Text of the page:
Experts say the first human trial of an antibody that can supress HIV – at least temporarily – shows promise as a new treatment.
A study published in the journal Nature reports on HIV-1 immunotherapy in which patients are infused with virus-fighting antibodies.
Broadly neutralising antibodies
The technique initially proved ineffective in early trials. However, a new generation of more potent ‘broadly neutralising antibodies’ have since been shown to prevent infection and supress the virus in animal studies.
In a first-in-man trial, scientists tested 3BNC117, described as a potent human CD4 binding site antibody, in 17 individuals infected with HIV-1 and 12 uninfected people.
They report that the antibody “significantly reduced” the amount of HIV-1 in the blood of infected individuals for 28 days.
They also say that the antibody was generally safe and well tolerated in the volunteers. The authors caution, though, that treatment with the antibody alone is insufficient to control infection because the HIV virus can mutate and become resistant to single agents. For this reason they recommend that antibody–drug or antibody–antibody combinations will be required for complete control of the virus.
The authors conclude that immunotherapy should be further explored for prevention, therapy and cure of HIV-1.
‘Well conducted study‘
Commenting on the study in a statement, Dr Andrew Freedman, reader and honorary consultant in infectious diseases at Cardiff University, says: “Although combination antiretroviral drug therapy is highly effective at controlling HIV replication in infected individuals, treatment needs to be taken indefinitely and on a daily basis.
“This new study demonstrates that specific antibodies targeted against the outer coat (envelope) of the HIV virus can also suppress viral replication, when administered by intravenous infusion to HIV-infected subjects. A single infusion was able to reduce the level of virus replication for over four weeks in some individuals, while resistance to the treatment developed in others. No significant side effects were seen.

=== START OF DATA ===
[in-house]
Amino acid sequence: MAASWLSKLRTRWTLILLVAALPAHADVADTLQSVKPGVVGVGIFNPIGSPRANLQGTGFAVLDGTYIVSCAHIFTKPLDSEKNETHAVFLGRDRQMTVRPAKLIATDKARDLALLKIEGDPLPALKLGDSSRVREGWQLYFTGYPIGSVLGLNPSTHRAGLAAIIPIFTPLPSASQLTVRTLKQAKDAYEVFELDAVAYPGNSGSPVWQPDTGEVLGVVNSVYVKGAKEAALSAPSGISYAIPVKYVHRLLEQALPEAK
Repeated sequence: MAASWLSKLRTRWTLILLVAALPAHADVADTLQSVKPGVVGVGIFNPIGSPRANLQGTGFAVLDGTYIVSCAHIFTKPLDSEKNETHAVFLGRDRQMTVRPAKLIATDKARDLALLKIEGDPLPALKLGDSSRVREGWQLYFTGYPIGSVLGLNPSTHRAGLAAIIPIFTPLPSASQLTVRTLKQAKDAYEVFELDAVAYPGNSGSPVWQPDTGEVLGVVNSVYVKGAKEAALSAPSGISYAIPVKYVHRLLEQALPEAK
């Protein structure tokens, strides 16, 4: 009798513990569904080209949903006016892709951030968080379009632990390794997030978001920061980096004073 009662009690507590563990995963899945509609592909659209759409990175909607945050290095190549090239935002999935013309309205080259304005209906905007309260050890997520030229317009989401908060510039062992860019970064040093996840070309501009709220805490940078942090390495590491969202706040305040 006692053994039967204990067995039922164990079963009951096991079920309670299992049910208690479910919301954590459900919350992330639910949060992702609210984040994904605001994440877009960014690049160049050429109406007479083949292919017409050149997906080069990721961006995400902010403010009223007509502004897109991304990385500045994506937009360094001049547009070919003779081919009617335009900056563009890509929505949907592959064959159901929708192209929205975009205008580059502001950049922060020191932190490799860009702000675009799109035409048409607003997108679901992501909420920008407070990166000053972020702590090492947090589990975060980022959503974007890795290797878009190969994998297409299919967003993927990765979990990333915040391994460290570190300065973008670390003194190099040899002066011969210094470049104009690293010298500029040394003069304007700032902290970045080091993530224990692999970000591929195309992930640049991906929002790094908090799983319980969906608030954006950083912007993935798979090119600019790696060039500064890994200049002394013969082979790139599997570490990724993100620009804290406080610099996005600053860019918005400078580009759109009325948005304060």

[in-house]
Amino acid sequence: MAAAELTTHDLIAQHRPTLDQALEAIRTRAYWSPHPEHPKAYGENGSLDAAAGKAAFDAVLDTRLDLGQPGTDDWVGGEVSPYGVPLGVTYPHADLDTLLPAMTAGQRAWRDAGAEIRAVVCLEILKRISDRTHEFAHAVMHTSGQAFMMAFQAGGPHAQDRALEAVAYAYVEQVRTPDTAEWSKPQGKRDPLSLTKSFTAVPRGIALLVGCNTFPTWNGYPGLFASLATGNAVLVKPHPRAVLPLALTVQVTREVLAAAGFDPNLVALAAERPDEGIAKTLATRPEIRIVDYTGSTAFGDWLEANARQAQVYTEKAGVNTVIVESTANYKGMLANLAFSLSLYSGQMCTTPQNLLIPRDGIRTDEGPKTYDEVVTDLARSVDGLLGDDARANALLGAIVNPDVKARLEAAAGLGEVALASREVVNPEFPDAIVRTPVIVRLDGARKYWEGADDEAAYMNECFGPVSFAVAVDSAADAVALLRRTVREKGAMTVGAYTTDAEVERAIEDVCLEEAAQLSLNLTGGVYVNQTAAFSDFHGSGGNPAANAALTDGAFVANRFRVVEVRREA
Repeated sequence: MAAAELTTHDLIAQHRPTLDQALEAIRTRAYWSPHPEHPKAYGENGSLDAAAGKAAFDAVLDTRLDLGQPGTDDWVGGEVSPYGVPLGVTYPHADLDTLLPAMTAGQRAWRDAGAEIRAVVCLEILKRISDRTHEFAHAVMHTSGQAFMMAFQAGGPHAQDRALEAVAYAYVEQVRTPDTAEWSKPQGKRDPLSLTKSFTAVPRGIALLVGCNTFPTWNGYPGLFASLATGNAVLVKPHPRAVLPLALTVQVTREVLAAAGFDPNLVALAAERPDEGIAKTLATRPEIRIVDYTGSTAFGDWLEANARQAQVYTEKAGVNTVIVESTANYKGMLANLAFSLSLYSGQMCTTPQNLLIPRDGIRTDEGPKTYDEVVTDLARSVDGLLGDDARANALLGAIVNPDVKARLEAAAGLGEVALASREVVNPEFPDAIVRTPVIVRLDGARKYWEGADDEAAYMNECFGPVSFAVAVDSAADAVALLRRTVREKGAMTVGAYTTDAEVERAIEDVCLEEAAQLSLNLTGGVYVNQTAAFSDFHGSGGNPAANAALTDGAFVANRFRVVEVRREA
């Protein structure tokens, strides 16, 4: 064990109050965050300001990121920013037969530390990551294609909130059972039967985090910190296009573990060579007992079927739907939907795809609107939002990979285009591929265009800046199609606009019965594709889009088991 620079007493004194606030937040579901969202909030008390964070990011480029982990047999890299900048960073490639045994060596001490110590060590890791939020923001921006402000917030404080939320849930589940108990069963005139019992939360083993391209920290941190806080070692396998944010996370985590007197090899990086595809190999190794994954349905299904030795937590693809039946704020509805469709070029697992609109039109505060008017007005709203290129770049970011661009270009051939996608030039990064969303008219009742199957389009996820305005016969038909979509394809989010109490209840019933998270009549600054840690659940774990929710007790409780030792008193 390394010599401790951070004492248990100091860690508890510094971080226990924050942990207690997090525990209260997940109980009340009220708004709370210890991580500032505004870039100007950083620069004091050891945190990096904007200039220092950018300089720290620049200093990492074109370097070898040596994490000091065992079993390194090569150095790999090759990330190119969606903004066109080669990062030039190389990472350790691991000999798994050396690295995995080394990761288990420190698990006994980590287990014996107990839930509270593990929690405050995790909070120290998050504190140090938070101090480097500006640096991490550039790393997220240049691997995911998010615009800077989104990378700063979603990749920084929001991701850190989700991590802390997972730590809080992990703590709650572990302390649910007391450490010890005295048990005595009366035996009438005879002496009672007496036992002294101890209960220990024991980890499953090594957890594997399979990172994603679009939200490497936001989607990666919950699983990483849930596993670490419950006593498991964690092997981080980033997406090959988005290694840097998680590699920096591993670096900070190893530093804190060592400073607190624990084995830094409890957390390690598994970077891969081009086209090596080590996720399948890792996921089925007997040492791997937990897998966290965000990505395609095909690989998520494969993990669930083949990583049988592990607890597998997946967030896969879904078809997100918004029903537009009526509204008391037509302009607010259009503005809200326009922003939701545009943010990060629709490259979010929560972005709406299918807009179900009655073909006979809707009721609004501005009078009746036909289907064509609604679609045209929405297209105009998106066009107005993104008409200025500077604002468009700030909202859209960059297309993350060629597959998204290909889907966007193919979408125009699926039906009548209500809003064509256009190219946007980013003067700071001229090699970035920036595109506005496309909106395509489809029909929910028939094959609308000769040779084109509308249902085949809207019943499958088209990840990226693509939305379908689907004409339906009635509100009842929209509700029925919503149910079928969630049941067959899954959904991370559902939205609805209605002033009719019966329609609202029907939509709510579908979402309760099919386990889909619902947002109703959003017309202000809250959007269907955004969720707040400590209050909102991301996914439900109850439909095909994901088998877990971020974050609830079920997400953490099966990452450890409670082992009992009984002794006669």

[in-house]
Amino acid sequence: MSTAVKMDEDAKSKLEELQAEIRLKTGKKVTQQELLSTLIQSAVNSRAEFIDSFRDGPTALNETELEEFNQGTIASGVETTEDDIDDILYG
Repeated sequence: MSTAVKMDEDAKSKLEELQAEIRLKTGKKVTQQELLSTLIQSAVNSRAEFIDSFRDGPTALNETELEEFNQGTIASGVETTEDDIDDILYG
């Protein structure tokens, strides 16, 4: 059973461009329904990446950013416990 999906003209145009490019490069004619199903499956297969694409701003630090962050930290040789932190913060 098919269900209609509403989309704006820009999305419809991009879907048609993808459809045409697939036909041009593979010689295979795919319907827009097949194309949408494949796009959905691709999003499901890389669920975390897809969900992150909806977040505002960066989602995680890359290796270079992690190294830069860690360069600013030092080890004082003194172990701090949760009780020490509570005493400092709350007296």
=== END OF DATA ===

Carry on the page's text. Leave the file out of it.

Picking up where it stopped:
“This was a small, but well conducted, proof of concept study in just 17 patients with HIV. No significant response was seen in the six patients who received low doses of the antibody, but 10 of the 11 who were given higher doses had variable but significant reductions in virus replication. This suggests a real effect of the antibody treatment, but clearly much larger trials would be required before such treatment could be introduced into clinical practice.”
Results ‘look promising’
Professor Robin Weiss, emeritus professor of virology at University College London, says in a statement: “There are a number of potent monoclonal antibodies that prevent infection of a majority of HIV strains. This one is the first to be tested for safety in people and the results look promising and it results in a moderate reduction in the amount of virus in the bloodstream.
“However, we know that HIV is clever at evolving resistance to antibodies just as it does to anti-retroviral drugs. Therefore a combination of antibodies will probably become the best approach to immune control.”
Published: 9th April 2015. By Peter Russell
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